It’s nearly impossible to capture in words the spirit of a wedding celebration, even if you were there. This one was joyful. Silly. Unconventional. Exuberant. Inspiring. Jewish. And fun. Mostly fun.
There was dancing, of course. And raising the chuppah. Breaking the glass. A ring prayer. But there was also tent camping. Costumes. Eating in a mess hall. A Warriors playoff game. A parachute. An alpaca.
“Camp Besheret” (Hebrew for soul mate or destiny) was a wedding and a summer camp in one jubilant celebration, joining two kindred souls who share a joie de vivre — Tamar Sberlo, 33 (my niece), and Jeffrey Sabin-Matsumoto, 30 (now my nephew). Their surprise-filled commitment ceremony on May 26 in San Gregorio was at the center of a weekend party that perfectly captured their playful relationship and optimistic spirit.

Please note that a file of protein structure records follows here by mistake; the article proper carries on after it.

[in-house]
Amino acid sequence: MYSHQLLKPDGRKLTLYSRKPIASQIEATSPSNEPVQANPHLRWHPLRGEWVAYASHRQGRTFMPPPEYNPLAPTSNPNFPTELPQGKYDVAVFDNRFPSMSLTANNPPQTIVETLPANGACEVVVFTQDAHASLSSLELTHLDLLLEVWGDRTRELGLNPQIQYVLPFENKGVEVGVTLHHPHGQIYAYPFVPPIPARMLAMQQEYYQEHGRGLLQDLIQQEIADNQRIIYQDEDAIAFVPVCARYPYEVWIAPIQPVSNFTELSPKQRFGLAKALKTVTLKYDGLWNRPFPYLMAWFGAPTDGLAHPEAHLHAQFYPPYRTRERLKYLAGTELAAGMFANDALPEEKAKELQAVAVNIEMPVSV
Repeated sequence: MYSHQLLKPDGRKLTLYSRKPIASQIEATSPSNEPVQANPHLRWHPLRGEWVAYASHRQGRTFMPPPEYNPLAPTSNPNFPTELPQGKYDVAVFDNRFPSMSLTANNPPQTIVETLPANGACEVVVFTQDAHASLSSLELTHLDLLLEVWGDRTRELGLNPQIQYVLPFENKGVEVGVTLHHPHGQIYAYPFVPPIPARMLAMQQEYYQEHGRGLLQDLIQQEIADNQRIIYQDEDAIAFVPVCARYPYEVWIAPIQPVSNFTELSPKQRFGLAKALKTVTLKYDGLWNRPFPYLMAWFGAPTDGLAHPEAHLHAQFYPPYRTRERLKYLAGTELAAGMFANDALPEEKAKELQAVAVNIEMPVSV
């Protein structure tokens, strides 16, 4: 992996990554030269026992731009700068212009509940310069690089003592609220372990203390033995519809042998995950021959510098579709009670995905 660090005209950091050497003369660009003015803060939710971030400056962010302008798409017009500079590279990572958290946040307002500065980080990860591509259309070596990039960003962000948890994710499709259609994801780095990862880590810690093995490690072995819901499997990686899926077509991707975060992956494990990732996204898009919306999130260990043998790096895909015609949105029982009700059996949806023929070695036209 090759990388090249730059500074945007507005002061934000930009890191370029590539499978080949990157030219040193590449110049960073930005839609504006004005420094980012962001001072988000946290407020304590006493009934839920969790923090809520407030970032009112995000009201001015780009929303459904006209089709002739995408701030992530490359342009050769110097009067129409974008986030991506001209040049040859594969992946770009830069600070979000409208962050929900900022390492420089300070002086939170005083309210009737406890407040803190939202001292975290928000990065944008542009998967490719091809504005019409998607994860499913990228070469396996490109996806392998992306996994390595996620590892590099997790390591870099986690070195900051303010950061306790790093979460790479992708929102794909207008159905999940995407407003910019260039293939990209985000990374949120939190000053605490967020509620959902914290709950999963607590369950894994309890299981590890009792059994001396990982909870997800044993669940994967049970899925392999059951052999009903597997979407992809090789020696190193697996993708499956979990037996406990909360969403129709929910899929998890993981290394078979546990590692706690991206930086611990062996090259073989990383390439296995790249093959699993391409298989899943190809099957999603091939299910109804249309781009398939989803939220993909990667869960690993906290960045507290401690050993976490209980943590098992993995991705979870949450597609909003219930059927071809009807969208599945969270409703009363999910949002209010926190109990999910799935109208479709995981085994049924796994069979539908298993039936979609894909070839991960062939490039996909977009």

The guests, who came from as far away as Israel, Kenya and New Zealand, knew not to expect a typical wedding. Sleeping options included tents or bunk beds. Meals were eaten at picnic tables. A rack with costume accessories was available for anyone to borrow from at any time. People were encouraged to wear whatever they felt comfortable in all weekend, “from black ties to clown ties,” and to come prepared “to get silly and go with the flow.”
Costumes have always been a part of Tamar and Jeff’s relationship. “A costume allows you to be goofy, and inspires others to be goofy, and loosens up the mood,” Tamar explained about this shared passion. “Also, everything boring becomes fun when you’re wearing a costume!”